Acid Bases and Salts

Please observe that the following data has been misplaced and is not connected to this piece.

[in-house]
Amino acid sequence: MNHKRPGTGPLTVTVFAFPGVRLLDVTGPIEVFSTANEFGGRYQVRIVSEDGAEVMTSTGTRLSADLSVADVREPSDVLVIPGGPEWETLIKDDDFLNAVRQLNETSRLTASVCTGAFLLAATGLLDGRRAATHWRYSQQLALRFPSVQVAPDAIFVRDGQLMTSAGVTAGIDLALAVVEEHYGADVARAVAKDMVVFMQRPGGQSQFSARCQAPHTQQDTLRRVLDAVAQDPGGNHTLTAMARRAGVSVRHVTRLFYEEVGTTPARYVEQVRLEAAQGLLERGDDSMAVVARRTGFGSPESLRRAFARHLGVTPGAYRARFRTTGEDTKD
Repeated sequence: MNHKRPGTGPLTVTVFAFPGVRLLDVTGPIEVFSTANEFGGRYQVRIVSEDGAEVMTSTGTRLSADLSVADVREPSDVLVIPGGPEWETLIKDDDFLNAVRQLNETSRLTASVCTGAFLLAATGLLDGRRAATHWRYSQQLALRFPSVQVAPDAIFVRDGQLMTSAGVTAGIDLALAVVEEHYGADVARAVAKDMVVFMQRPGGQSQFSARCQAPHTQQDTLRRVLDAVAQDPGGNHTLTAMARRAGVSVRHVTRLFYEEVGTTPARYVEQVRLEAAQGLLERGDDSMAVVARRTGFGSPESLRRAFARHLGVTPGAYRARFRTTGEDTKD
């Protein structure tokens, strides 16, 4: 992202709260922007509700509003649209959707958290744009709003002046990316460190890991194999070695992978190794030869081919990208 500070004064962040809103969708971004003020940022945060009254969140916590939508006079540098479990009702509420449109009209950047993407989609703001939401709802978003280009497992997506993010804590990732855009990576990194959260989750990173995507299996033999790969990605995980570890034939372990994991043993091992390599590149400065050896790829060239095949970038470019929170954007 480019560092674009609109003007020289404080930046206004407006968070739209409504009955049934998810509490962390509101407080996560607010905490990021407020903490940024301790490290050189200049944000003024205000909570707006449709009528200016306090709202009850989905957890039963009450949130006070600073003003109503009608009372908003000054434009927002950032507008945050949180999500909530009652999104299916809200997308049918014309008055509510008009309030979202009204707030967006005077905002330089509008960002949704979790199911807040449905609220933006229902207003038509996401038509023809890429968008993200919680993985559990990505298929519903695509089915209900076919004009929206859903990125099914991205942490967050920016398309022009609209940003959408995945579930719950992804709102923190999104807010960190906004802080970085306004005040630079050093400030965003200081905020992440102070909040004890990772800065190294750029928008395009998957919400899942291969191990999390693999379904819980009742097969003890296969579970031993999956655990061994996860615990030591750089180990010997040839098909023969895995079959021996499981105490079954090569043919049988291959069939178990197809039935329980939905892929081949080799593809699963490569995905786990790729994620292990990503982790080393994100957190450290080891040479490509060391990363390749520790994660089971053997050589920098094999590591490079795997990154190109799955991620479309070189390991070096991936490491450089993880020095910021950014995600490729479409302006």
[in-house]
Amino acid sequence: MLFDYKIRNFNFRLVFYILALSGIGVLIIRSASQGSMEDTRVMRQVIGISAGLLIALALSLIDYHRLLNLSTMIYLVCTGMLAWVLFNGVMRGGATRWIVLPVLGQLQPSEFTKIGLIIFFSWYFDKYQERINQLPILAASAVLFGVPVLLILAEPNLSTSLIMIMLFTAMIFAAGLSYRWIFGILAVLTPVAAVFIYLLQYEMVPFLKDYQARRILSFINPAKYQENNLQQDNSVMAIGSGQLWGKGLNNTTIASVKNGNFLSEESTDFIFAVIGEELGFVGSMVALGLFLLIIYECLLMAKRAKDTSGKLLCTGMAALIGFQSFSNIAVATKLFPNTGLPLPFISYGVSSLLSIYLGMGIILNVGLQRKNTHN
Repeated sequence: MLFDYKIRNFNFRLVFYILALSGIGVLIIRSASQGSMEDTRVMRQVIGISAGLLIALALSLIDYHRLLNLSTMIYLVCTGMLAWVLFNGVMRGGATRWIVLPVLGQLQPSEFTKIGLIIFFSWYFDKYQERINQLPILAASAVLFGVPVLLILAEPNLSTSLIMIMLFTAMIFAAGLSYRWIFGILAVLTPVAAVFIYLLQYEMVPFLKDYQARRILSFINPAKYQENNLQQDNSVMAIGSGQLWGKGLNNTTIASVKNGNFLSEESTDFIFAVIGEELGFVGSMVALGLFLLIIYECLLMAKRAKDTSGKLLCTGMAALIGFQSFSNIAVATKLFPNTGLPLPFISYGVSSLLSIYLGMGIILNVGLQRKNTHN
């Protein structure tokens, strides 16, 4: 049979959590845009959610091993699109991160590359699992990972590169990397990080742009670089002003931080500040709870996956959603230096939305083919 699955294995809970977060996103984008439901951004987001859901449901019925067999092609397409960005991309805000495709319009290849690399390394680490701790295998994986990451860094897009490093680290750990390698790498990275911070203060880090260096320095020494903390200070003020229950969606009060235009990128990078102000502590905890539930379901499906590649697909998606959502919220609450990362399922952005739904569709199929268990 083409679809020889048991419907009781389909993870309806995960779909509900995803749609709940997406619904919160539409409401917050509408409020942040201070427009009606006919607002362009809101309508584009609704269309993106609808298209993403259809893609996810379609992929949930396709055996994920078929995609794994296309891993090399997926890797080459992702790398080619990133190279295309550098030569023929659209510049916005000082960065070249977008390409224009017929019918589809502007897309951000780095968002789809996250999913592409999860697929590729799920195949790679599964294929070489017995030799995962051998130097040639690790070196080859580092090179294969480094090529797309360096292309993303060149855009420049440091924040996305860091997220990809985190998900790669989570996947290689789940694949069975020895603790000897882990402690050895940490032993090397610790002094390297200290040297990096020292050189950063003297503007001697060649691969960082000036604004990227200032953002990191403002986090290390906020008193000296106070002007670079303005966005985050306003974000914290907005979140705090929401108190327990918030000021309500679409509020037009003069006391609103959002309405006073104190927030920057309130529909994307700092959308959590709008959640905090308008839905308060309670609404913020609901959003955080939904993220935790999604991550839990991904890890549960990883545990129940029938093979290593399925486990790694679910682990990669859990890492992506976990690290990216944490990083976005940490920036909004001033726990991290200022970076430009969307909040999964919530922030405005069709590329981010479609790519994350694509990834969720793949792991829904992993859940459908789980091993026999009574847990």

Check us out at http://www.tutorvista.com//videos Acids In everyday life we deal with many compounds that chemists classify as acids. For example, orange juice and grapefruit juice contain citric acid. These juices, and others, also contain ascorbic acid, a substance more commonly known as Vitamin C. Salads are often flavored with vinegar, which contains dilute acetic acid. Boric acid is a substance that is sometimes used to wash the eyes. In any chemistry laboratory, we find acids such as hydrochloric acid, sulfuric acid, and nitric acid. These acids are called mineral acids because they can be prepared from naturally occurring compounds called minerals. Mineral acids are generally stronger than household acids, and should be handled with great care because they can burn skin and clothing. Bases: Ammonium hydroxide, or ammonia water, is very irritating to the nose and the eyes. This substance, called a hydroxide, or a base, is often used in the home for cleaning because bases generally dissolve grease. Milk of magnesia (magnesium hydroxide), which is used as an antacid, is a base; lye (sodium hydroxide), which is used in the manufacture of soap, is another familiar example of base. Bases are ionic compounds containing metal ions and hydroxide ions. For example, sodium hydroxide contains sodium ions and hydroxide ions. When sodium metal is placed in water, sodium hydroxide is formed and hydrogen gas is released. Since the formula for water can be written as HOH instead of H2O, the reaction involves single replacement: 2 Na (s) + 2 HOH (l) ?????2 NaOH (aq) + H2 (g) Salts: Many chemical compounds may be classified as salts. The salt most familiar to all of us is table salt -- sodium chloride. Baking soda is the salt sodium bicarbonate. Magnesium sulfate, also called Epsom salts, is often found in the home In general, salts are ionic compounds that are composed of metallic ions and nonmetallic ions. For example, sodium chloride is composed of metallic sodium ions and nonmetallic chloride ions. Some salts are composed of metallic polyatomic ions and nonmetallic polyatomic ions (ammonium nitrate is composed of ammonium ions and nitrate ions).